When the next-to-last rankings for the College Football Playoffs are revealed tonight on ESPN, a trio of Covenant College students and their assistant professor of sports management will have more than a passing interest in the proceedings, despite the school having no football team.
That's because all four of them will be working the CFP national title game come Monday night, January 11, at the Hard Rock Stadium in Miami Gardens, Florida.
"Through an official partnership with Shenandoah University we have been invited to bring three students to the National Championship Game," wrote Michaela Kourmoulis, an assistant professor of Sport Management at Covenant College, in an email a few weeks ago.
"Interested students had to submit a resume, cover letter, and do an in-person interview to be considered for the opportunity."
Of the 12 who applied, senior William Wallace and juniors Olivia Sanders and Kailey Burrell were chosen. The three of them, plus Kourmoulis, will arrive in Miami sometime during the week before the game, where they may be asked to do anything from hosting hospitality tents to overseeing game-week access to players and coaches to working on stat crews.
Still, as Burrell, a Lookout Mountain, Ga., resident who graduated from Dade County High School, noted Monday afternoon, "I think it will be a really cool experience, and I was told it would look very good on my resume."
The Shenandoah program is the brainchild of former University of Tennessee professor Dr. Fritz Polite, who now oversees the sports management major at Shenandoah. Kourmoulis, who grew up in Ringgold, Georgia, earned her bachelor's degree from UT before going to University of Central Florida for her masters.
While in Knoxville she had a chance to participate in Polite's program by working the Kentucky Derby one year.
"Dr. Polite has sent his students to Super Bowls, the Final Four, major bowl games. I helped man one of the hospitality areas at the Derby," Kourmoulis recalled. "Made sure the food looked good. Everything was clean. Everyone had what they wanted, stuff like that."
When she became part of Covenant's sports management program this past summer, the opportunity arose, through Polite, to include her Covenant students.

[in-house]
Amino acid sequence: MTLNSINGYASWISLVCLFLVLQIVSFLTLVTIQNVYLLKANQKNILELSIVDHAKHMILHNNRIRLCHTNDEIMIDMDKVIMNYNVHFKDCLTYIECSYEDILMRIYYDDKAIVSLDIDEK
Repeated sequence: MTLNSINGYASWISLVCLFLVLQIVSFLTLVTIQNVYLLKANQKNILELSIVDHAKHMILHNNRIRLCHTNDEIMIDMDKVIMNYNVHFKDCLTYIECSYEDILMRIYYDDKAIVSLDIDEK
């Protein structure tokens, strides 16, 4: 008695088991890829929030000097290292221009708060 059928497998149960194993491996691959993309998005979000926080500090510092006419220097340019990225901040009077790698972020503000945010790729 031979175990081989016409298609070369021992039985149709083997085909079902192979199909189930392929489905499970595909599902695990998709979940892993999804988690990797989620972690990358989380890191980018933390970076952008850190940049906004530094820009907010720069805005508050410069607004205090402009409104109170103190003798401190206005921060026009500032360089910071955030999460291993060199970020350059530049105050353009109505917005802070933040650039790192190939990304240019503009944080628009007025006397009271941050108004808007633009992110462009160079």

For Wallace, who says of his interest in college football, "On a scale of 1 to 10, I'd say I'm a 10," being selected to go to the title game was a dream come true.
"I have a great passion for sports," said Wallace, who competed in track, soccer and basketball at Covenant Day School in Charlotte. "I'd love to do it for a career one day."
As athletes, all three students and Kourmoulis were successful on the playing field or court. Kourmoulis was on the rowing team her first two years at UT, then got involved in the Tennessee Fund, where she worked a few basketball games and helped donors.
"Just trying to make sure they had a good experience," she said.
Sanders grew up in Alabama not far from Birmingham. Though her brother graduated from Alabama, she always yelled for Auburn. She was a standout volleyball player at Covenant, "but I had to give it up because of too many knee surgeries."
Asked if being chosen to work the title game had heightened her interest in the CFP ratings, Sanders replied, "I've definitely been following it. My dad and brother are massive football fans. They talk about it every night around the dinner table."
Burrell has played soccer at Covenant and had planned, at least before she took Kourmoulis's sports management class, to become a teacher and soccer coach once she graduated.
"It's pretty eye-opening," she said of Kourmoulis's class. "It's made me think about some things. I'm not so much a big college football fan as a big Georgia fan and big NFL fan. I don't think I'm going to see Georgia make the playoffs. I'll probably have to see Alabama there, which is something I don't care for."
Though none of them grew up rooting for the top-ranked Tide, all four expect Bama to not only make the four-team playoff field but also probably play for the championship.
But who takes the field at Hard Rock Stadium on Jan. 11th is not nearly as important to them as what they'll experience there.
"I've been told we'll be there around a week," said Burrell. "We haven't been told what we'll do yet, but I can't wait to get there."
Said Wallace, whose biggest sports moment prior to this was being in the stadium to watch his hometown Carolina Panthers win the NFC title game to advance to the Super Bowl, "If I had to pick it, I'd say it will be Alabama and Clemson, but I'm just excited to be around that atmosphere."
As for Sanders, "I'm so excited to get to work this event and represent Covenant well."
Well, that's not quite all she hopes she'll see.
Sounding pretty much like every other college football fan in the country who doesn't live and die with the Tide, she said of the probability of Bama coach Nick Saban reaching his fifth CFP title game in the last six seasons: "I'd just like to see if anybody can take down the master."
Judging by what's happened so far in this oddest and most difficult of college football seasons, attempting that could really be putting yourself between a rock and a hard place.
Contact Mark Wiedmer at firstname.lastname@example.org.
5-at-10: Loads of questions about winners and losers of the weekend, and Gus Malzahn getting fired at Auburn